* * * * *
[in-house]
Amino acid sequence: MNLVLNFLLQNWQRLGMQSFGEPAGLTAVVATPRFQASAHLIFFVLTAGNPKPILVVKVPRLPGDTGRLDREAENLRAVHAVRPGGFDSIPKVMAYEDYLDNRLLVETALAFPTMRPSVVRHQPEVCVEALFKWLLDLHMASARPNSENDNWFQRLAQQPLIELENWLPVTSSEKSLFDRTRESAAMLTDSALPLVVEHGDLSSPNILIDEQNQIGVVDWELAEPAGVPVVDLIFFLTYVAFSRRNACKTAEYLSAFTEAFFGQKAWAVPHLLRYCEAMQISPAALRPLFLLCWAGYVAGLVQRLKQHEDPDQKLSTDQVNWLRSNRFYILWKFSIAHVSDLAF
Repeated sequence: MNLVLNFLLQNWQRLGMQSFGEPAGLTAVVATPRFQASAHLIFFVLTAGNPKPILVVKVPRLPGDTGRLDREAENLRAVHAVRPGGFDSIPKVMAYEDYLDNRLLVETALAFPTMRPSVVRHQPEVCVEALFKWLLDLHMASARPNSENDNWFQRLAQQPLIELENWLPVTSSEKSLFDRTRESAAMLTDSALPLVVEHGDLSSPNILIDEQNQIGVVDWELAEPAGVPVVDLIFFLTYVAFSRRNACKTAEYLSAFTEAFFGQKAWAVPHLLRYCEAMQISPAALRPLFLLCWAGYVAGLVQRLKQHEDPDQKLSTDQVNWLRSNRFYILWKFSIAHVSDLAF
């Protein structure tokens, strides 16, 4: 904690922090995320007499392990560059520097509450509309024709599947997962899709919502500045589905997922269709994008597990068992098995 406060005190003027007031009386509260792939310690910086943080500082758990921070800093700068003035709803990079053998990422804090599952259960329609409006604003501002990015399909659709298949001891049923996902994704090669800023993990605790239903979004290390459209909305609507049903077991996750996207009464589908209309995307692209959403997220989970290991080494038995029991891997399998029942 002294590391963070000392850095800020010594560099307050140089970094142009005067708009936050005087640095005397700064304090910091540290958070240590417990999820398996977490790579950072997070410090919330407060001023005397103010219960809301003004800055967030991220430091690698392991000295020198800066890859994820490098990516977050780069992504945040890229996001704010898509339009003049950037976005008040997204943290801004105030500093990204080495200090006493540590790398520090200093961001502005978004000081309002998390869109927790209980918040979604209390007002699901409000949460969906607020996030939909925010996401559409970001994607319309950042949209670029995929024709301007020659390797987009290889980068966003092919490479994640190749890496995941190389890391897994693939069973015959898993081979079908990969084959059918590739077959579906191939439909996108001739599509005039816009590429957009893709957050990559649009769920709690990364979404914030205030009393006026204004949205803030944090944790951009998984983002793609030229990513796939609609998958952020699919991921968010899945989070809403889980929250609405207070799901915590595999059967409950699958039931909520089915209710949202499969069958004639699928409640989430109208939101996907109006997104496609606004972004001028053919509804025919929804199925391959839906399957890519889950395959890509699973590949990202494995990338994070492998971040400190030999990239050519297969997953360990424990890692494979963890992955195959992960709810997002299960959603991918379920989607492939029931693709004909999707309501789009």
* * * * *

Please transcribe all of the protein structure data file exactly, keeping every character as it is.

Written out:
[in-house]
Amino acid sequence: MNLVLNFLLQNWQRLGMQSFGEPAGLTAVVATPRFQASAHLIFFVLTAGNPKPILVVKVPRLPGDTGRLDREAENLRAVHAVRPGGFDSIPKVMAYEDYLDNRLLVETALAFPTMRPSVVRHQPEVCVEALFKWLLDLHMASARPNSENDNWFQRLAQQPLIELENWLPVTSSEKSLFDRTRESAAMLTDSALPLVVEHGDLSSPNILIDEQNQIGVVDWELAEPAGVPVVDLIFFLTYVAFSRRNACKTAEYLSAFTEAFFGQKAWAVPHLLRYCEAMQISPAALRPLFLLCWAGYVAGLVQRLKQHEDPDQKLSTDQVNWLRSNRFYILWKFSIAHVSDLAF
Repeated sequence: MNLVLNFLLQNWQRLGMQSFGEPAGLTAVVATPRFQASAHLIFFVLTAGNPKPILVVKVPRLPGDTGRLDREAENLRAVHAVRPGGFDSIPKVMAYEDYLDNRLLVETALAFPTMRPSVVRHQPEVCVEALFKWLLDLHMASARPNSENDNWFQRLAQQPLIELENWLPVTSSEKSLFDRTRESAAMLTDSALPLVVEHGDLSSPNILIDEQNQIGVVDWELAEPAGVPVVDLIFFLTYVAFSRRNACKTAEYLSAFTEAFFGQKAWAVPHLLRYCEAMQISPAALRPLFLLCWAGYVAGLVQRLKQHEDPDQKLSTDQVNWLRSNRFYILWKFSIAHVSDLAF
């Protein structure tokens, strides 16, 4: 904690922090995320007499392990560059520097509450509309024709599947997962899709919502500045589905997922269709994008597990068992098995 406060005190003027007031009386509260792939310690910086943080500082758990921070800093700068003035709803990079053998990422804090599952259960329609409006604003501002990015399909659709298949001891049923996902994704090669800023993990605790239903979004290390459209909305609507049903077991996750996207009464589908209309995307692209959403997220989970290991080494038995029991891997399998029942 002294590391963070000392850095800020010594560099307050140089970094142009005067708009936050005087640095005397700064304090910091540290958070240590417990999820398996977490790579950072997070410090919330407060001023005397103010219960809301003004800055967030991220430091690698392991000295020198800066890859994820490098990516977050780069992504945040890229996001704010898509339009003049950037976005008040997204943290801004105030500093990204080495200090006493540590790398520090200093961001502005978004000081309002998390869109927790209980918040979604209390007002699901409000949460969906607020996030939909925010996401559409970001994607319309950042949209670029995929024709301007020659390797987009290889980068966003092919490479994640190749890496995941190389890391897994693939069973015959898993081979079908990969084959059918590739077959579906191939439909996108001739599509005039816009590429957009893709957050990559649009769920709690990364979404914030205030009393006026204004949205803030944090944790951009998984983002793609030229990513796939609609998958952020699919991921968010899945989070809403889980929250609405207070799901915590595999059967409950699958039931909520089915209710949202499969069958004639699928409640989430109208939101996907109006997104496609606004972004001028053919509804025919929804199925391959839906399957890519889950395959890509699973590949990202494995990338994070492998971040400190030999990239050519297969997953360990424990890692494979963890992955195959992960709810997002299960959603991918379920989607492939029931693709004909999707309501789009």